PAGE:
A record number of people are taking part in the London Marathon in what has been billed as its most inclusive year yet.

More than 50,000 people are running the 26.2-mile course through the capital on what is a dry and bright day with highs of 12C expected.

Runners of all ages aiming to complete the route for charity poured through the start line from 10am on Sunday, some in costumes.

Romesh Ranganathan and Joel Dommett speak to BBC Sport during the TCS London Marathon
Romesh Ranganathan and Joel Dommett speak to BBC Sport during the TCS London Marathon (Zac Goodwin/PA)

Famous faces taking part include comedian and TV presenter Romesh Ranganathan, who is running for suicide prevention charity Campaign Against Living Miserably the day after starting his new Radio 2 Saturday morning show.

Fellow comedian Joel Dommett is running in the Piranha costume first worn by this year’s Masked Singer winner, McFly’s Danny Jones.

Jones’s bandmate Harry Judd is taking part this year.

Speaking to the BBC while running, Judd said: “The atmosphere is amazing.

“The crowds are out in their thousands, and loads of amazing runners have charities donned on their T-shirts.”

“I would say these are pretty good conditions for those elite athletes, which I am not one of,” he added.

“It’s not too cool nor too windy.”

“Hardest Geezer” Russ Cook, who finished running the entire length of Africa on April 7, is running in support of the Running Charity.

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‘Hardest Geezer’ Russ Cook leaves the start of the London Marathon (Zac Goodwin/PA)

Also among the runners are 20 MPs and peers, the most in the event’s history, including Chancellor Jeremy Hunt.

Former ranger David McNab is attempting to run the fastest marathon in a rhino costume to raise awareness for the animals. The current rhino record stands at four hours, six minutes.

“I worked as a ranger in South Africa for a long time so I know the trouble that rhinos are in,” he told the PA news agency.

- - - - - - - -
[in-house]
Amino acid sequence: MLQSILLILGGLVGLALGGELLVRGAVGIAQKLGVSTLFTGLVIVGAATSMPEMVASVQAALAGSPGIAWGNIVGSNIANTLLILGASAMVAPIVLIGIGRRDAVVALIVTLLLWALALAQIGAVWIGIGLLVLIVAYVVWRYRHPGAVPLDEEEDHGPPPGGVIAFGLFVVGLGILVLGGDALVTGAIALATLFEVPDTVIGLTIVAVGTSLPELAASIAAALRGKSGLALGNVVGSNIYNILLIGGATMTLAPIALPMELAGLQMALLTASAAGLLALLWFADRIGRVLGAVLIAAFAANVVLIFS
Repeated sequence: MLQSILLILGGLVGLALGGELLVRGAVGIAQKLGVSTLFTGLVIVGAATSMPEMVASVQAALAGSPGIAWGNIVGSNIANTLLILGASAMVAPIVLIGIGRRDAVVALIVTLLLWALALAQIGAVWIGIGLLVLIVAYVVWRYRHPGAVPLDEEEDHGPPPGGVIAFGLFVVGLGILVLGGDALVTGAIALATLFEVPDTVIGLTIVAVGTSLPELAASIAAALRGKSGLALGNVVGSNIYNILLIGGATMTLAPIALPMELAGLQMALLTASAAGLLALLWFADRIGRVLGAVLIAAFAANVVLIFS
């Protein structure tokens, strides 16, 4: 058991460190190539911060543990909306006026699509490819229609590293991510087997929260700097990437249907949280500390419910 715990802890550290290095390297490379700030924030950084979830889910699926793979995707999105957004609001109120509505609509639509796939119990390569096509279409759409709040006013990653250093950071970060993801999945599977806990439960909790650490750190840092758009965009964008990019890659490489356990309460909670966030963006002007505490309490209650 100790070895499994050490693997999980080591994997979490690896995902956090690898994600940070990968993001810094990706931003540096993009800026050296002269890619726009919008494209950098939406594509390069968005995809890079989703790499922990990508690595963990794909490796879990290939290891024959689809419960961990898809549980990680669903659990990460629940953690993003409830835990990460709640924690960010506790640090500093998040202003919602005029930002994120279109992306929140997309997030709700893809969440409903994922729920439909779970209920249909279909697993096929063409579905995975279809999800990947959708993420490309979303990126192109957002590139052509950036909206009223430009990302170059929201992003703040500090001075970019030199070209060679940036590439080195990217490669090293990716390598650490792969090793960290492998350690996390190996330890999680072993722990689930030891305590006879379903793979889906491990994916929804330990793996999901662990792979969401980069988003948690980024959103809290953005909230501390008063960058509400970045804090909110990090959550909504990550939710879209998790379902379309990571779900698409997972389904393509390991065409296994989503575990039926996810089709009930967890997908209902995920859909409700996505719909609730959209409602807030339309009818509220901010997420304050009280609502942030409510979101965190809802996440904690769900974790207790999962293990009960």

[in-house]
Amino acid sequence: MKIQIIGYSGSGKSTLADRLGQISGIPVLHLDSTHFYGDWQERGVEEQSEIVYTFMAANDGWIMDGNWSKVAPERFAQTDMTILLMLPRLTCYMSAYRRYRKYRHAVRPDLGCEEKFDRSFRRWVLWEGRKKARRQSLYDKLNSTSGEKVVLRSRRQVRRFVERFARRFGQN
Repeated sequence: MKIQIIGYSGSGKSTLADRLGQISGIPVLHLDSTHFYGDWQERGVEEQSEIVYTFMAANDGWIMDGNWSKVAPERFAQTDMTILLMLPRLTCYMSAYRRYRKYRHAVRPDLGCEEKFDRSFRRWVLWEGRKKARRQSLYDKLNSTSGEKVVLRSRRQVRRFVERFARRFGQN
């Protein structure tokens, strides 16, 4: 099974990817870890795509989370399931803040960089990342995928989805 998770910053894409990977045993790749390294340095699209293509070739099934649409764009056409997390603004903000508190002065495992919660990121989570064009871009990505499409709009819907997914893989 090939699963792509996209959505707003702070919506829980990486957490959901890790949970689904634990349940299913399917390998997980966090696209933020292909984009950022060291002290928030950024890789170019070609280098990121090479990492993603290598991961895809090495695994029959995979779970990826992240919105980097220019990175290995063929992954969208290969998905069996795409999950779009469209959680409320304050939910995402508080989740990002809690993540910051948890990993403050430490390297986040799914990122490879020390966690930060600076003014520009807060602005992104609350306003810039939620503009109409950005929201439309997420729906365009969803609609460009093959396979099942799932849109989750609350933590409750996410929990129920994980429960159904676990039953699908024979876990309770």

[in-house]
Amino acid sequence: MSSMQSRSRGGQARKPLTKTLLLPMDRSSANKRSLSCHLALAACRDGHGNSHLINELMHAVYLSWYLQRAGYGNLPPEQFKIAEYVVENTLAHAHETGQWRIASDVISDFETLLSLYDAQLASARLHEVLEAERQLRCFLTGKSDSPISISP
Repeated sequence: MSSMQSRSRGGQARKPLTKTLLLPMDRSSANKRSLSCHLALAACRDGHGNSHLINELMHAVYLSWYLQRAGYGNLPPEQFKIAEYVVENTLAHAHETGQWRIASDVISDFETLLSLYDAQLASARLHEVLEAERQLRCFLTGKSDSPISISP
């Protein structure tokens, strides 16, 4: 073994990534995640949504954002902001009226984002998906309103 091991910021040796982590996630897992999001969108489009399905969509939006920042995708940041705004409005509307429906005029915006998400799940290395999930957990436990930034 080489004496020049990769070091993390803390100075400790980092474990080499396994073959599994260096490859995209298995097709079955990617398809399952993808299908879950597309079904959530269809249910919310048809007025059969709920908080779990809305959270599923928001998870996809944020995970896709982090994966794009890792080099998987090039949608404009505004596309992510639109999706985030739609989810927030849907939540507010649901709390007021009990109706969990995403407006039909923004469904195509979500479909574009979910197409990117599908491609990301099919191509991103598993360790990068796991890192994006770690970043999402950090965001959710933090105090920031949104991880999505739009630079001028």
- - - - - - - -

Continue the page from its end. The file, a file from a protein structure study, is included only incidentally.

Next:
“They need all of the help they can get, and it’s a really cool thing to do, I think.

“(The costume) is about 10kg and it’s a little bit uncomfortable. It’s going to be a big challenge, but that’s part of it.”

In the elite races, Olympic champion Peres Jepchirchir, from Kenya, beat the women’s-only world record to win in two hours, 16 minutes and 16 seconds.

The men’s race was won by fellow Kenyan Alexander Munyao in two hours and four minutes, ahead of 41-year-old track great Kenenisa Bekele.

Switzerland’s Marcel Hug won the men’s wheelchair race for the fourth year in a row, with a time of one hour, 28 minutes and 38 seconds, while Catherine Debrunner, also Swiss, won the women’s wheelchair race with a time of one hour, 38 minutes and 52 seconds.

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Catherine Debrunner after winning the women’s wheelchair race during the TCS London Marathon (John Walton/PA)

This year’s race is the first time that wheelchair and non-disabled athletes have received the same prize money for a marathon.

All four winners of the elite races will receive £44,000, with the runner-up receiving £24,000 and third place £18,000.

Britain’s David Weir, who came in third place, previously said he had not expected the change to happen in his lifetime.

Event director Hugh Brasher said the event will be “more inclusive than before” with support for more than 200 disabled participants as well as a faith space and a quiet space for neurodivergent participants in the finish area.

There are female urinals, sanitary products available for anyone who needs them, and a family support area which includes a private breastfeeding area.

There were 30 seconds of applause before the race in memory of last year’s elite men’s race winner Kelvin Kiptum, who died in a car accident in February at the age of 24.

Masses crossing Tower Bridge during the TCS London Marathon
Masses crossing Tower Bridge during the TCS London Marathon (Aaron Chown/PA)

He set a new London Marathon record of two hours, one minute and 25 seconds last year with his third win, and set a new world record of two hours and 35 seconds in Chicago in October.

The 2023 marathon, the world’s biggest annual one-day fundraising event, raised £63 million for thousands of charities.